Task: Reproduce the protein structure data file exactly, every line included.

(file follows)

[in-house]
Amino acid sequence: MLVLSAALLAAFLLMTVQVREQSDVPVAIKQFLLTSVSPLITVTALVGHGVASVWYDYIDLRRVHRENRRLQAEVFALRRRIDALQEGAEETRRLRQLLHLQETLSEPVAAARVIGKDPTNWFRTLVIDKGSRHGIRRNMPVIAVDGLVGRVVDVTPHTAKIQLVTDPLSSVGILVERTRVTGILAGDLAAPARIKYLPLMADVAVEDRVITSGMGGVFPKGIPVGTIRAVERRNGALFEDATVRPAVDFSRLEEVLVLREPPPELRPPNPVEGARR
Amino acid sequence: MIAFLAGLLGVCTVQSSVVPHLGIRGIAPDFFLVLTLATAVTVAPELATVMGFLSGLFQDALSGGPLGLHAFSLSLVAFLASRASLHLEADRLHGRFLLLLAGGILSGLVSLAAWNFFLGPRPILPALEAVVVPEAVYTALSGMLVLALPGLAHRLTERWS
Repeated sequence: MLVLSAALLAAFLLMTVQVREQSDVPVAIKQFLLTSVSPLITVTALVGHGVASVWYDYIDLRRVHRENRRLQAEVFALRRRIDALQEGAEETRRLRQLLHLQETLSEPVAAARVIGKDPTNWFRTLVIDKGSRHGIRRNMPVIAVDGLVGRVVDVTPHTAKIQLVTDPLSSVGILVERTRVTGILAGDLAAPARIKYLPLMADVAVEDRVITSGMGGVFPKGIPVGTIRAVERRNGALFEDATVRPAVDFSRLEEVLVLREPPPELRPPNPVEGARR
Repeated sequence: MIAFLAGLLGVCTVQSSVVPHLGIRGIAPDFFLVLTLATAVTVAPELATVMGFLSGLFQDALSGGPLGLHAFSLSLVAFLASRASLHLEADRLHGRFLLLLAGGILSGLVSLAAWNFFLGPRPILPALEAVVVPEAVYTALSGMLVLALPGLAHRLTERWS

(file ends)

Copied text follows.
[in-house]
Amino acid sequence: MLVLSAALLAAFLLMTVQVREQSDVPVAIKQFLLTSVSPLITVTALVGHGVASVWYDYIDLRRVHRENRRLQAEVFALRRRIDALQEGAEETRRLRQLLHLQETLSEPVAAARVIGKDPTNWFRTLVIDKGSRHGIRRNMPVIAVDGLVGRVVDVTPHTAKIQLVTDPLSSVGILVERTRVTGILAGDLAAPARIKYLPLMADVAVEDRVITSGMGGVFPKGIPVGTIRAVERRNGALFEDATVRPAVDFSRLEEVLVLREPPPELRPPNPVEGARR
Amino acid sequence: MIAFLAGLLGVCTVQSSVVPHLGIRGIAPDFFLVLTLATAVTVAPELATVMGFLSGLFQDALSGGPLGLHAFSLSLVAFLASRASLHLEADRLHGRFLLLLAGGILSGLVSLAAWNFFLGPRPILPALEAVVVPEAVYTALSGMLVLALPGLAHRLTERWS
Repeated sequence: MLVLSAALLAAFLLMTVQVREQSDVPVAIKQFLLTSVSPLITVTALVGHGVASVWYDYIDLRRVHRENRRLQAEVFALRRRIDALQEGAEETRRLRQLLHLQETLSEPVAAARVIGKDPTNWFRTLVIDKGSRHGIRRNMPVIAVDGLVGRVVDVTPHTAKIQLVTDPLSSVGILVERTRVTGILAGDLAAPARIKYLPLMADVAVEDRVITSGMGGVFPKGIPVGTIRAVERRNGALFEDATVRPAVDFSRLEEVLVLREPPPELRPPNPVEGARR
Repeated sequence: MIAFLAGLLGVCTVQSSVVPHLGIRGIAPDFFLVLTLATAVTVAPELATVMGFLSGLFQDALSGGPLGLHAFSLSLVAFLASRASLHLEADRLHGRFLLLLAGGILSGLVSLAAWNFFLGPRPILPALEAVVVPEAVYTALSGMLVLALPGLAHRLTERWS